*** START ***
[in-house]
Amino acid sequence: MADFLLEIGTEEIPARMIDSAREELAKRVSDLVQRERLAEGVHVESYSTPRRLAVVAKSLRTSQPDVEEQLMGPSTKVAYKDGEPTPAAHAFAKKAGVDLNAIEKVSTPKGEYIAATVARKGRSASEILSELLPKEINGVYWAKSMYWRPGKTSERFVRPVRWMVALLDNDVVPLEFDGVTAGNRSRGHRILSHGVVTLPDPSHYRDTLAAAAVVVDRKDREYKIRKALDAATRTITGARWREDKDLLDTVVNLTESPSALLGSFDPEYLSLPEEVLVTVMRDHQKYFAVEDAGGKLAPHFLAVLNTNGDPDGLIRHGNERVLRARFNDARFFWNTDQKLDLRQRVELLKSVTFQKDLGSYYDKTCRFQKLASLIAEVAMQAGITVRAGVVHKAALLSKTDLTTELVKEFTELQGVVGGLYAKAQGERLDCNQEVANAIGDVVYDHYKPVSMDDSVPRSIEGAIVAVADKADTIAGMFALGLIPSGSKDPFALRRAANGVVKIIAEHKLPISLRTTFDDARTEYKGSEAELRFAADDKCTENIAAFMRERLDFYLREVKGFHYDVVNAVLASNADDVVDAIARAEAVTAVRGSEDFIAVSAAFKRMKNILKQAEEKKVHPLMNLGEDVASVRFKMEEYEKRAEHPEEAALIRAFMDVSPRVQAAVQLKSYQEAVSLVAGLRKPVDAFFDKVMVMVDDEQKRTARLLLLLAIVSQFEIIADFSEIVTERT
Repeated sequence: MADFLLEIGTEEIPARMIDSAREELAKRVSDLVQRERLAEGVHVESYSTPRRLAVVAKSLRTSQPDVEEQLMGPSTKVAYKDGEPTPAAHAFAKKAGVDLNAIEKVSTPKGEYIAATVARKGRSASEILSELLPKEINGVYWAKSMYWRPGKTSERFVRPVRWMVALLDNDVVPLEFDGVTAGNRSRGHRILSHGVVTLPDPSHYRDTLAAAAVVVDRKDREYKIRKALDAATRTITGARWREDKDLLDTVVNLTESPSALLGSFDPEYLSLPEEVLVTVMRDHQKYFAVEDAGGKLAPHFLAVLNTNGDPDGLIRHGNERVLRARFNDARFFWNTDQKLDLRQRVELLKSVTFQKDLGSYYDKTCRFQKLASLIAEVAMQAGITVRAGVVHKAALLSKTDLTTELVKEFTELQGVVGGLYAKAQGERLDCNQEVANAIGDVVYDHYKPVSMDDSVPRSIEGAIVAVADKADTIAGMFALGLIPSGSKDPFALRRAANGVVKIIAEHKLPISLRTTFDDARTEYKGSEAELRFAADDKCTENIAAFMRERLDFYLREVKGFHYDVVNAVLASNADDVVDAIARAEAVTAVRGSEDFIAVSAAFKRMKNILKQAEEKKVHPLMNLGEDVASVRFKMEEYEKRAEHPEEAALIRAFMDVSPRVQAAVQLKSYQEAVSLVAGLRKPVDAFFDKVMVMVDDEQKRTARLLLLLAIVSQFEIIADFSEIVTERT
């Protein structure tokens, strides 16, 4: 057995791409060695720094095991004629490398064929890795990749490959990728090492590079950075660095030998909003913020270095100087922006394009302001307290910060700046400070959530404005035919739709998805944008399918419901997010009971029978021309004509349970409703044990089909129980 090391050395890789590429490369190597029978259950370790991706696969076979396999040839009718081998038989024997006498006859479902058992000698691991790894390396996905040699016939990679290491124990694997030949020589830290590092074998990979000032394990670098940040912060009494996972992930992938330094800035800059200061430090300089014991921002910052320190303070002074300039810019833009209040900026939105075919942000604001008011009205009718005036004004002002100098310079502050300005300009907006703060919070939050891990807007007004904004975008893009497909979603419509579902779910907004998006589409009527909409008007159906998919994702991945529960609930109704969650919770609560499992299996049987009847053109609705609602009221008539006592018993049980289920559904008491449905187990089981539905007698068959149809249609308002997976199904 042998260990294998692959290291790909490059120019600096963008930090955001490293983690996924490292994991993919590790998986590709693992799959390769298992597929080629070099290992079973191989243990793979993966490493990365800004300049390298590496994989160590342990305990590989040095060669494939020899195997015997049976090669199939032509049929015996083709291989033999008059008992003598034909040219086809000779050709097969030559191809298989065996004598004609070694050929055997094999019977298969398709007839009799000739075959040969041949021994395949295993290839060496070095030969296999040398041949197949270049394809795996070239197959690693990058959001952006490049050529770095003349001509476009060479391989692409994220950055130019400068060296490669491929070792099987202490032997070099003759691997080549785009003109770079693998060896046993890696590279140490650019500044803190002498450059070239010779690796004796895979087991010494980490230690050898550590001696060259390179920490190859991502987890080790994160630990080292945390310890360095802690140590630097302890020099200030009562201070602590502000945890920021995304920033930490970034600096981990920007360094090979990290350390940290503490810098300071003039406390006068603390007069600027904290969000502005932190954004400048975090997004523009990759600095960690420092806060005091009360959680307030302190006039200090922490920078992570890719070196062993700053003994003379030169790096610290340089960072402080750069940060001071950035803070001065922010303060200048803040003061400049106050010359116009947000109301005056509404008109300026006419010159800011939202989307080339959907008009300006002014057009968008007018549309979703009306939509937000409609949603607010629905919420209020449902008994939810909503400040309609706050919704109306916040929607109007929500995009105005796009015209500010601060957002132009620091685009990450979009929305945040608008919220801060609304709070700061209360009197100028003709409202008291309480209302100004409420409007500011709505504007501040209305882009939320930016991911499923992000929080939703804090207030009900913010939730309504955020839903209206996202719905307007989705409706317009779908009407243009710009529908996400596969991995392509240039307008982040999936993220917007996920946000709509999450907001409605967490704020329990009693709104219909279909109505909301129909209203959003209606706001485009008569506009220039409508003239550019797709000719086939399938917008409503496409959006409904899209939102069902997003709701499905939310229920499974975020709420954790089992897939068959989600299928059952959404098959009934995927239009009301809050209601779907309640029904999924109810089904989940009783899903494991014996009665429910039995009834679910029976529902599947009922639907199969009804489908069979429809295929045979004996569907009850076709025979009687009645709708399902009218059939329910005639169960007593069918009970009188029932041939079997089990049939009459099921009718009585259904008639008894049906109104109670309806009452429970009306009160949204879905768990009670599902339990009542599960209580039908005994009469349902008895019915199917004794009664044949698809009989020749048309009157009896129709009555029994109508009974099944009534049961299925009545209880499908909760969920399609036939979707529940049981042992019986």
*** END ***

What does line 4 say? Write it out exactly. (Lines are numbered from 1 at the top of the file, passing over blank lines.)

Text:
């Protein structure tokens, strides 16, 4: 057995791409060695720094095991004629490398064929890795990749490959990728090492590079950075660095030998909003913020270095100087922006394009302001307290910060700046400070959530404005035919739709998805944008399918419901997010009971029978021309004509349970409703044990089909129980 090391050395890789590429490369190597029978259950370790991706696969076979396999040839009718081998038989024997006498006859479902058992000698691991790894390396996905040699016939990679290491124990694997030949020589830290590092074998990979000032394990670098940040912060009494996972992930992938330094800035800059200061430090300089014991921002910052320190303070002074300039810019833009209040900026939105075919942000604001008011009205009718005036004004002002100098310079502050300005300009907006703060919070939050891990807007007004904004975008893009497909979603419509579902779910907004998006589409009527909409008007159906998919994702991945529960609930109704969650919770609560499992299996049987009847053109609705609602009221008539006592018993049980289920559904008491449905187990089981539905007698068959149809249609308002997976199904 042998260990294998692959290291790909490059120019600096963008930090955001490293983690996924490292994991993919590790998986590709693992799959390769298992597929080629070099290992079973191989243990793979993966490493990365800004300049390298590496994989160590342990305990590989040095060669494939020899195997015997049976090669199939032509049929015996083709291989033999008059008992003598034909040219086809000779050709097969030559191809298989065996004598004609070694050929055997094999019977298969398709007839009799000739075959040969041949021994395949295993290839060496070095030969296999040398041949197949270049394809795996070239197959690693990058959001952006490049050529770095003349001509476009060479391989692409994220950055130019400068060296490669491929070792099987202490032997070099003759691997080549785009003109770079693998060896046993890696590279140490650019500044803190002498450059070239010779690796004796895979087991010494980490230690050898550590001696060259390179920490190859991502987890080790994160630990080292945390310890360095802690140590630097302890020099200030009562201070602590502000945890920021995304920033930490970034600096981990920007360094090979990290350390940290503490810098300071003039406390006068603390007069600027904290969000502005932190954004400048975090997004523009990759600095960690420092806060005091009360959680307030302190006039200090922490920078992570890719070196062993700053003994003379030169790096610290340089960072402080750069940060001071950035803070001065922010303060200048803040003061400049106050010359116009947000109301005056509404008109300026006419010159800011939202989307080339959907008009300006002014057009968008007018549309979703009306939509937000409609949603607010629905919420209020449902008994939810909503400040309609706050919704109306916040929607109007929500995009105005796009015209500010601060957002132009620091685009990450979009929305945040608008919220801060609304709070700061209360009197100028003709409202008291309480209302100004409420409007500011709505504007501040209305882009939320930016991911499923992000929080939703804090207030009900913010939730309504955020839903209206996202719905307007989705409706317009779908009407243009710009529908996400596969991995392509240039307008982040999936993220917007996920946000709509999450907001409605967490704020329990009693709104219909279909109505909301129909209203959003209606706001485009008569506009220039409508003239550019797709000719086939399938917008409503496409959006409904899209939102069902997003709701499905939310229920499974975020709420954790089992897939068959989600299928059952959404098959009934995927239009009301809050209601779907309640029904999924109810089904989940009783899903494991014996009665429910039995009834679910029976529902599947009922639907199969009804489908069979429809295929045979004996569907009850076709025979009687009645709708399902009218059939329910005639169960007593069918009970009188029932041939079997089990049939009459099921009718009585259904008639008894049906109104109670309806009452429970009306009160949204879905768990009670599902339990009542599960209580039908005994009469349902008895019915199917004794009664044949698809009989020749048309009157009896129709009555029994109508009974099944009534049961299925009545209880499908909760969920399609036939979707529940049981042992019986």